Soaring with Eagle, or not…

Been playing with a free version of the Eagle PCB Design Software today. Have got the schematic nearly done – just missing a couple of resistors and a jumper on pins 5 and 6 of the ATtiny45. This is going to be a replacement for the arduino on a breadboard (well, Adafruit perma-proto) and the ATtiny LDR board that switches on when it’s dark. It seems like a good way to go and I can add extra functionality whilst just having one board to play with, not two.

Here’s the nearly finished schematic:

Almost there

Almost there

Most of the action is at the bottom of the schematic. JP1 connects to an LDR (on a wire so it’s not tied to the board and can be put in a sensible place – thanks to ChrisB for that suggestion).  There’s also a little pot that is used to set the light level at which the G35 lights get turned on. LED1 is a red/green LED and that’s green for “On”, red for “Off”, off if you’ve hit the timeout (more about that later) and yellow if you’re within some threshold of transitioning between on/off. The “yellow” is acheived by using 2 pins to drive the LED – as long as you toggle them “fast enough” then the human eye sees yellow. The ATtiny is running at 8MHz using it’s internal oscillator, that’s plenty fast enough for this.

The ATtiny45 drives an N-Channel MOSFET which is used to switch the ground for the ATmega328P. The 328 runs the G35 controller software which can manage multiple strings of up to 50 lights. The MOSFET is a tiny Infineon OptiMOS 3 device that can cope with up to 30V/30A – although not at the same time.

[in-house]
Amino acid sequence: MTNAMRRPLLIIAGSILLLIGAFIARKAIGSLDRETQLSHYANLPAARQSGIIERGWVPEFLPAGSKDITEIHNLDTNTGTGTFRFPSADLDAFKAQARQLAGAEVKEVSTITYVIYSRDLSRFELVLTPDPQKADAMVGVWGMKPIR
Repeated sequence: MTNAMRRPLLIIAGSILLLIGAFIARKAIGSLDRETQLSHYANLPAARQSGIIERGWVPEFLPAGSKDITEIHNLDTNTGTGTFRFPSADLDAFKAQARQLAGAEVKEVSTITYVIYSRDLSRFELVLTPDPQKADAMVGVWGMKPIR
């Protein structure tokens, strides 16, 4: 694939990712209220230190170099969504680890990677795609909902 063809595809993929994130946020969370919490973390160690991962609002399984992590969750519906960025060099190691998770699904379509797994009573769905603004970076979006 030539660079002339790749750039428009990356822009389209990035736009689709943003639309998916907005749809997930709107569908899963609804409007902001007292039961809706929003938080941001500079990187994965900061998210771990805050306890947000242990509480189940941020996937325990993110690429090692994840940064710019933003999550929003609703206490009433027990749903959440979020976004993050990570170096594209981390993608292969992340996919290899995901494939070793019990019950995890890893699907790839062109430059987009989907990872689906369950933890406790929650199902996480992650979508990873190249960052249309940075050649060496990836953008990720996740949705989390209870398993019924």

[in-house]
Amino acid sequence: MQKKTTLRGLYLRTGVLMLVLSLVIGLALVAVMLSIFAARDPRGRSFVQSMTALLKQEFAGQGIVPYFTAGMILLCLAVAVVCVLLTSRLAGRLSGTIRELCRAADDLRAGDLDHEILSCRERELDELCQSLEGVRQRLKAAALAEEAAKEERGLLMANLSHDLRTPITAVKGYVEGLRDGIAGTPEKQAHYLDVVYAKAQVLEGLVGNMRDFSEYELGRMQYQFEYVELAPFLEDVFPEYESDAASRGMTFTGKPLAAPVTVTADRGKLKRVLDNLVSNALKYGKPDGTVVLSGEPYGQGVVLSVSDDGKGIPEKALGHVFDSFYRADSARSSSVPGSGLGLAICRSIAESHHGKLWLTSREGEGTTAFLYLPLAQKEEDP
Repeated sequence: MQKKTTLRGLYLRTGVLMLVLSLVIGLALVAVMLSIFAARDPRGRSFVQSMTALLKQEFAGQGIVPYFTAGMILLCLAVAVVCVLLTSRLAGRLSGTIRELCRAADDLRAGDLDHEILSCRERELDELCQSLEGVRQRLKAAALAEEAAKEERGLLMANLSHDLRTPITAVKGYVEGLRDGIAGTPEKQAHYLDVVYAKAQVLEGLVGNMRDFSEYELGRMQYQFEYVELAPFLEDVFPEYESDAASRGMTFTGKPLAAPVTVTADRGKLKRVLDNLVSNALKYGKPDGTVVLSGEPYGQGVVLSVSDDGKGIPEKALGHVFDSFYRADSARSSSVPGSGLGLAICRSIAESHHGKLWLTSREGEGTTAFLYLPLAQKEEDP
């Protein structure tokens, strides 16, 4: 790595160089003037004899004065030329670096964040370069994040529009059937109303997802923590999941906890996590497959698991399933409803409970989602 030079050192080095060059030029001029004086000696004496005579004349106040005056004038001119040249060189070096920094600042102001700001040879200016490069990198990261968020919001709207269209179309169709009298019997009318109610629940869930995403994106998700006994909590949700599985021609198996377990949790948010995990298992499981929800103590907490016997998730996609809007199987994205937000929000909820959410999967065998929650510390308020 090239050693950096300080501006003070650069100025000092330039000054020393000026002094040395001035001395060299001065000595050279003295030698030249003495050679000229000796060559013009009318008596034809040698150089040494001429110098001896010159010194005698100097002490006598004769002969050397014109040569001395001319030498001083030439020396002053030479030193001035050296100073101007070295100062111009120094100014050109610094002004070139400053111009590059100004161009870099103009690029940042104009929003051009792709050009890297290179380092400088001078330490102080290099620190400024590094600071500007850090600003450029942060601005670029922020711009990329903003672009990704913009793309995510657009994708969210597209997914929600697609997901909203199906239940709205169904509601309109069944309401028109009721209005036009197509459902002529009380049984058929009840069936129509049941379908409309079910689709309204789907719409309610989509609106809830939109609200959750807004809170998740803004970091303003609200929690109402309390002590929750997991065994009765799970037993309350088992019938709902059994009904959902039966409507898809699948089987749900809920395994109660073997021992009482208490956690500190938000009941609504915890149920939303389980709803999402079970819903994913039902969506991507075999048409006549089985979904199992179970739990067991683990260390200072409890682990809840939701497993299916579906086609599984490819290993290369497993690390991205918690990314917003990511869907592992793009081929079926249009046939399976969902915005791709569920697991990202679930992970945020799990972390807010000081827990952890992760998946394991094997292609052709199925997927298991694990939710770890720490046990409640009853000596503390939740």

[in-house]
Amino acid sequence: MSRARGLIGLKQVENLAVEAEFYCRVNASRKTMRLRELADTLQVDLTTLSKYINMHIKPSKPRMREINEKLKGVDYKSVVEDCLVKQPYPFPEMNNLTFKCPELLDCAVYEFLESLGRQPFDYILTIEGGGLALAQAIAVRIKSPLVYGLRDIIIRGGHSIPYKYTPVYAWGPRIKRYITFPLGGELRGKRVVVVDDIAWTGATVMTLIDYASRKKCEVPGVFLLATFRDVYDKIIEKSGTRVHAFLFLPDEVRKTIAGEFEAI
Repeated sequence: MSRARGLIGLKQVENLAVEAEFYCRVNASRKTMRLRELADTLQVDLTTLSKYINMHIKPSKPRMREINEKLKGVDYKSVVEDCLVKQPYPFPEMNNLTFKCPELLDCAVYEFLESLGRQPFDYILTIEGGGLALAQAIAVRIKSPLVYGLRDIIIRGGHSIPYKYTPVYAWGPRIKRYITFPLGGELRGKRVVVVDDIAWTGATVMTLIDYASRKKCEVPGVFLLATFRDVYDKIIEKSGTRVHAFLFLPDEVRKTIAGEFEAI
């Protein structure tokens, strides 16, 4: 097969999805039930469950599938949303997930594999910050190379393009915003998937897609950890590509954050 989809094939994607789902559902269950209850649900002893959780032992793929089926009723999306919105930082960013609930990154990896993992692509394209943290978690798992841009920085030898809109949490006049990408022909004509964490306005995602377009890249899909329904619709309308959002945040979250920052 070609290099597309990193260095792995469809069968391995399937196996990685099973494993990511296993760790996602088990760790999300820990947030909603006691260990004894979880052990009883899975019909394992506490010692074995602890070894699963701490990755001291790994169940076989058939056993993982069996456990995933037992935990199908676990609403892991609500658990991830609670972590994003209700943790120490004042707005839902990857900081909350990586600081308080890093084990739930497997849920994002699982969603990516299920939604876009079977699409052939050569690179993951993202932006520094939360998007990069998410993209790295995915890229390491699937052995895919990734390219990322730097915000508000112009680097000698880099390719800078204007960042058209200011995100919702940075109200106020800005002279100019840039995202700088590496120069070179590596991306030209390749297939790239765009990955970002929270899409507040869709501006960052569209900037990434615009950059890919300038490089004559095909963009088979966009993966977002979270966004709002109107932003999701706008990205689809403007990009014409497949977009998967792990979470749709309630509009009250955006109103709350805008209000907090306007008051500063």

To be added is a jumper to optionally short pins 5 and 6 of the tiny45. One will have a weak pulldown to ground (1M Ohm, say) and the other a stronger, but still weak, pullup (10K). When the tiny45 starts up, it reads the pin that should be low. If it’s high, we enter “setup” mode where the number of hours that the lights can stay on is set. This uses (abuses?) the pot and involves flashing the LED to show the number of hours. The value is saved in EEPROM and on a normal start (i.e. the pin stays low) then as soon as the lights switch on due to it being dark enough, the clock starts running and they get turned off after the preset number of hours.

Have also had a quick play with trying to do a board layout in EAGLE for this. Not much success so far – guess I’ll have to look at some of the excellent tutorials out there again. The aim is to get 2 layer boards made by SeeedStudio’s PCB Service – at $9.90 for 10 5x5cm boards, what’s not to like 🙂

I’ve found the rpcelectronics tutorials to be pretty good. There’s plenty of others out there though so may try some more. I obviously have more to learn.

I’ll follow this up with links to the design files, software etc. once I get it a bit more advanced.


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